MOULTRIE COUNTY, Ill. (WCIA) — Continual flooding this year is causing some farmers to file insurance claims because they can’t plant.
It’s been an ongoing struggle for farmers and the weather keeps getting worse. For most, crunch time has come and gone. Some are taking the hard way out.
It’s weeks past the normal time to plant. There are a select amount of farmers who filed insurance claims. Recently some were out in the fields still trying to get seed laid down. But continual flooding has made that impossible for others, leaving them with limited options.
A rough planting season is an understatement for Illinois farmers. Evan DeLucia is the director of the UI Institute for Sustainability Energy and Environment department. He says, “We still have a lot of fields that are not planted and those that are planted are under water.”
Heavy prolonged rain delayed planting. Many farmers chose to risk it and plant anyway. Others filed prevent plant insurance claims.
Doug Yoder is the crop agency manager at Country Farm Financial. He says, “I’ve talked to countless farmers that have a lot of experience, have been around a long time, and this is the first time in their lifetime of dealing with it to this extent.”
He has been helping farmers through this process. Yoder says, “We’re looking at potentially record setting numbers for prevent plant claims and record number of acres not being able to be planted. We won’t know for sure because around here that key date for corn is June 5th. So after that, they could file a preventative planting claim but they could still plant corn after that if weather cooperates.”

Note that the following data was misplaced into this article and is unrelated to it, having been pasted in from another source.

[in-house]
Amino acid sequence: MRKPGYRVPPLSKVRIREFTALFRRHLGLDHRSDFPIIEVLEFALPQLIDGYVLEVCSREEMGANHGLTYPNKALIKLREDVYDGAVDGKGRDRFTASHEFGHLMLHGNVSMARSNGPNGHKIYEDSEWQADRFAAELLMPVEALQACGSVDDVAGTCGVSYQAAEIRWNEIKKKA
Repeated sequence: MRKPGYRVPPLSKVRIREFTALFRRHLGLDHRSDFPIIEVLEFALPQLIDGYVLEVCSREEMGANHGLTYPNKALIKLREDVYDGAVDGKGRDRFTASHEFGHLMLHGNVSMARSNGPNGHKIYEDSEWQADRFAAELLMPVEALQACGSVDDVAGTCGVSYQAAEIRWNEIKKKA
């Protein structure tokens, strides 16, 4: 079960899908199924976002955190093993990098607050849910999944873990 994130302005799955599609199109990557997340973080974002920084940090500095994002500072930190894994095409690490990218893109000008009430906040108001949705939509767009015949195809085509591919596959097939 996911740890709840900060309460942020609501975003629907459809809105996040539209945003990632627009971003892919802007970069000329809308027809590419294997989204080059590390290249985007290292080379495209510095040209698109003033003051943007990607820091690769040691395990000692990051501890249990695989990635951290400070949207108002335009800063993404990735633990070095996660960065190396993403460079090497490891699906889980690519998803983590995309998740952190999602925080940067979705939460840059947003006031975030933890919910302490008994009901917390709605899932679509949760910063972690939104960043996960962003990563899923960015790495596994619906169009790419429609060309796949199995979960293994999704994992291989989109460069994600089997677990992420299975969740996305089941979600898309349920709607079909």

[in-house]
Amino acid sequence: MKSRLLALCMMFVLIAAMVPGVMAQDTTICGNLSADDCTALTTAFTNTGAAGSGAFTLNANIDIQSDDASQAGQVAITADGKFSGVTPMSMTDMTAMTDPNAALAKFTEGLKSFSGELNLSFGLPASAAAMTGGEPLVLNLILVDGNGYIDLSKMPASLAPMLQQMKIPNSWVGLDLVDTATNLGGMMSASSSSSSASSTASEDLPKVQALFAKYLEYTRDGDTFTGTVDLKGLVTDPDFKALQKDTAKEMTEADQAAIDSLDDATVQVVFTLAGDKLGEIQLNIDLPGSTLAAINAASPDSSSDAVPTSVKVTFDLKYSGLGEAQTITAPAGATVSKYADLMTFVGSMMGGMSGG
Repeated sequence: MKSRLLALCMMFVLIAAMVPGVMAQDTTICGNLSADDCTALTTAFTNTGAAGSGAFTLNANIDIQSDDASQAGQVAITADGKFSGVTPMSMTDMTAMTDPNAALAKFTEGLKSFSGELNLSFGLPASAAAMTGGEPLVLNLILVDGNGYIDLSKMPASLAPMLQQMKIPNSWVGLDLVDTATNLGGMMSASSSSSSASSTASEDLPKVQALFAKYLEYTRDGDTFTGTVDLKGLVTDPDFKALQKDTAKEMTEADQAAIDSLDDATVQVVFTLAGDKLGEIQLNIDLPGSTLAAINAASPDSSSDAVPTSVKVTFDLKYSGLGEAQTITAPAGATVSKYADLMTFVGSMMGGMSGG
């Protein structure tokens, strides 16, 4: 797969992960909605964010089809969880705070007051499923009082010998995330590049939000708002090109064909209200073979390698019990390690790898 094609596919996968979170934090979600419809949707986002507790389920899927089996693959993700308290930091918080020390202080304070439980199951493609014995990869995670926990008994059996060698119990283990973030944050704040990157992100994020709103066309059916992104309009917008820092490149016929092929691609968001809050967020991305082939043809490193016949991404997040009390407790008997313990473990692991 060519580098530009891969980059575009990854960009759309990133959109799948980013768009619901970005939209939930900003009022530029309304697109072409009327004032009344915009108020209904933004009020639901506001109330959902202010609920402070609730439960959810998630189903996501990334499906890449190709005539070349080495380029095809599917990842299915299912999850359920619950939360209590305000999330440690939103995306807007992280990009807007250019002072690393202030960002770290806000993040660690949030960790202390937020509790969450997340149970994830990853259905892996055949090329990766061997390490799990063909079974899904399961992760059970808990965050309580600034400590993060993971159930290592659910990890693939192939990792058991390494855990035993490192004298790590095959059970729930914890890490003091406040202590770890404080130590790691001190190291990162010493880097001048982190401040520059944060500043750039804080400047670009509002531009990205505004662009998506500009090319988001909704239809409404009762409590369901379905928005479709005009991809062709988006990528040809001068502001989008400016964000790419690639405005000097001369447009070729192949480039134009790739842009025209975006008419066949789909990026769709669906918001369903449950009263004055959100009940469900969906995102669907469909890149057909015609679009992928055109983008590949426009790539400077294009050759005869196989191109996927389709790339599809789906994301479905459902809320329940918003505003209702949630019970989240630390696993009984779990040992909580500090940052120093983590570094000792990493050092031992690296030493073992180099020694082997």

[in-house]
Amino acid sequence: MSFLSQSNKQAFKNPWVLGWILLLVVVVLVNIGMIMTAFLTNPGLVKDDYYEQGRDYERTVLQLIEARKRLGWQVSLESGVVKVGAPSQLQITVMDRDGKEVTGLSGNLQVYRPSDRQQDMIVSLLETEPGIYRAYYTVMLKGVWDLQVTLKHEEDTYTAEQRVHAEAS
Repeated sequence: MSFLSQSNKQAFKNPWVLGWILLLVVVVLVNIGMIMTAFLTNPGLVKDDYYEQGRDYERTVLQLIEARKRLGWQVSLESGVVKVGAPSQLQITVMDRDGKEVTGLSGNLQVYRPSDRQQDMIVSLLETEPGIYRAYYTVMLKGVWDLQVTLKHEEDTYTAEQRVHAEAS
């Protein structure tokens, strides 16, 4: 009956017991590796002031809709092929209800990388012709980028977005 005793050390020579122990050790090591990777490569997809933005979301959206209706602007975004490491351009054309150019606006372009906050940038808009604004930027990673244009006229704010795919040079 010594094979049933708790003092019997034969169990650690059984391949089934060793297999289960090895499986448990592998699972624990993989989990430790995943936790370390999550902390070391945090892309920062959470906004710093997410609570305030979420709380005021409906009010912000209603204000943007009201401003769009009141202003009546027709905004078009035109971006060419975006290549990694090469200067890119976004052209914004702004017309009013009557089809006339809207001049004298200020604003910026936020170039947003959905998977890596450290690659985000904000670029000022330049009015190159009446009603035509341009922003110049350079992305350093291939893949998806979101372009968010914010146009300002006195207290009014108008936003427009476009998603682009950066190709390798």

For those who did plant, it’s still a waiting game to see how much yield farmers will get. DeLucia says, “Pest and pathogen load can increase when you have a wet year like this. That’ll play out over the next coming weeks to see what kind of challenges that’s going to present to farmers.”
Most farmers pay for insurance with the hope to never have to use it. This time around, that’s not the case for some. Of course, insurance won’t pay out the amount of money they would normally get from a successful harvest.
Yoder says, “What the corn policy provides is 55% of the original guarantee. That’s not a money making proposition for farmers. They will not make a profit on that. It’s just intended to partially offset the some of the expenses they’ve already incurred.”
We won’t know the exact numbers of how many claims will go through until the July 15th acreage reporting deadline. That’s the timeline the government set for farmers to report how much they actually planted.